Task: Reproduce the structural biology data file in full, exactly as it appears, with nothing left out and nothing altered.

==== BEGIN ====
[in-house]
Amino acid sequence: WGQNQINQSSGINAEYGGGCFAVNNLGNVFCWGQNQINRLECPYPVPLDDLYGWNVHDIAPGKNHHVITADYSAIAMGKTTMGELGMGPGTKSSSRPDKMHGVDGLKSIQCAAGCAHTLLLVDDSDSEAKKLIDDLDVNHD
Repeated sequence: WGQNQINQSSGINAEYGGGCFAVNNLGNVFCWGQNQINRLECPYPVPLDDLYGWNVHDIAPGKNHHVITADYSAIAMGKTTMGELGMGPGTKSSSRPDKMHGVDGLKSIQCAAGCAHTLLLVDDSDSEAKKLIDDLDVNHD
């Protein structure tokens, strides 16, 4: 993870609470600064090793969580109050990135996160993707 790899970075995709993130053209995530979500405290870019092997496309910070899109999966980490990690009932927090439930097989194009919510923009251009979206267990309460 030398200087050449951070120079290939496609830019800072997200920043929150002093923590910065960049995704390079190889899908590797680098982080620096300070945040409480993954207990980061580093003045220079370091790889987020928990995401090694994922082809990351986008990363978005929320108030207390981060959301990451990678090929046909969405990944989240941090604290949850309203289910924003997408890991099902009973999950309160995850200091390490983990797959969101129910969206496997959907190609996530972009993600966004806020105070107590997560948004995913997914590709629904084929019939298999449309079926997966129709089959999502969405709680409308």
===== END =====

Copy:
[in-house]
Amino acid sequence: WGQNQINQSSGINAEYGGGCFAVNNLGNVFCWGQNQINRLECPYPVPLDDLYGWNVHDIAPGKNHHVITADYSAIAMGKTTMGELGMGPGTKSSSRPDKMHGVDGLKSIQCAAGCAHTLLLVDDSDSEAKKLIDDLDVNHD
Repeated sequence: WGQNQINQSSGINAEYGGGCFAVNNLGNVFCWGQNQINRLECPYPVPLDDLYGWNVHDIAPGKNHHVITADYSAIAMGKTTMGELGMGPGTKSSSRPDKMHGVDGLKSIQCAAGCAHTLLLVDDSDSEAKKLIDDLDVNHD
């Protein structure tokens, strides 16, 4: 993870609470600064090793969580109050990135996160993707 790899970075995709993130053209995530979500405290870019092997496309910070899109999966980490990690009932927090439930097989194009919510923009251009979206267990309460 030398200087050449951070120079290939496609830019800072997200920043929150002093923590910065960049995704390079190889899908590797680098982080620096300070945040409480993954207990980061580093003045220079370091790889987020928990995401090694994922082809990351986008990363978005929320108030207390981060959301990451990678090929046909969405990944989240941090604290949850309203289910924003997408890991099902009973999950309160995850200091390490983990797959969101129910969206496997959907190609996530972009993600966004806020105070107590997560948004995913997914590709629904084929019939298999449309079926997966129709089959999502969405709680409308």